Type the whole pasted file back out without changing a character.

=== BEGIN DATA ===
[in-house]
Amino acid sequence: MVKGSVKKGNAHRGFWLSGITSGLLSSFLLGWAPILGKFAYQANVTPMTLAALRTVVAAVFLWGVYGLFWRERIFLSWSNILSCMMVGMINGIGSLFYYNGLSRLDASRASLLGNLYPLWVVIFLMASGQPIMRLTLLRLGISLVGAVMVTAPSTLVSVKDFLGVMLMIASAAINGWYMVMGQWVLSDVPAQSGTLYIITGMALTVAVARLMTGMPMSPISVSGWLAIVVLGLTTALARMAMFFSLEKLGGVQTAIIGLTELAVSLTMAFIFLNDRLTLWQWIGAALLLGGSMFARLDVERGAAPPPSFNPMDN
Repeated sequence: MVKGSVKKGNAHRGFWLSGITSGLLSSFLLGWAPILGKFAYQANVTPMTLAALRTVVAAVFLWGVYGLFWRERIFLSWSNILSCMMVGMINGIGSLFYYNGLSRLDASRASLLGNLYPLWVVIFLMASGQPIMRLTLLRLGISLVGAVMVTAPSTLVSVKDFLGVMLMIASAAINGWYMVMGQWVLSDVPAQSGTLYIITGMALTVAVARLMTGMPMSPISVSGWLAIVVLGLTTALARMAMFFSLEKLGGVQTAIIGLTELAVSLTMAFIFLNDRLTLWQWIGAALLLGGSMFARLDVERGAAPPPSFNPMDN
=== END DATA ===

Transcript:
[in-house]
Amino acid sequence: MVKGSVKKGNAHRGFWLSGITSGLLSSFLLGWAPILGKFAYQANVTPMTLAALRTVVAAVFLWGVYGLFWRERIFLSWSNILSCMMVGMINGIGSLFYYNGLSRLDASRASLLGNLYPLWVVIFLMASGQPIMRLTLLRLGISLVGAVMVTAPSTLVSVKDFLGVMLMIASAAINGWYMVMGQWVLSDVPAQSGTLYIITGMALTVAVARLMTGMPMSPISVSGWLAIVVLGLTTALARMAMFFSLEKLGGVQTAIIGLTELAVSLTMAFIFLNDRLTLWQWIGAALLLGGSMFARLDVERGAAPPPSFNPMDN
Repeated sequence: MVKGSVKKGNAHRGFWLSGITSGLLSSFLLGWAPILGKFAYQANVTPMTLAALRTVVAAVFLWGVYGLFWRERIFLSWSNILSCMMVGMINGIGSLFYYNGLSRLDASRASLLGNLYPLWVVIFLMASGQPIMRLTLLRLGISLVGAVMVTAPSTLVSVKDFLGVMLMIASAAINGWYMVMGQWVLSDVPAQSGTLYIITGMALTVAVARLMTGMPMSPISVSGWLAIVVLGLTTALARMAMFFSLEKLGGVQTAIIGLTELAVSLTMAFIFLNDRLTLWQWIGAALLLGGSMFARLDVERGAAPPPSFNPMDN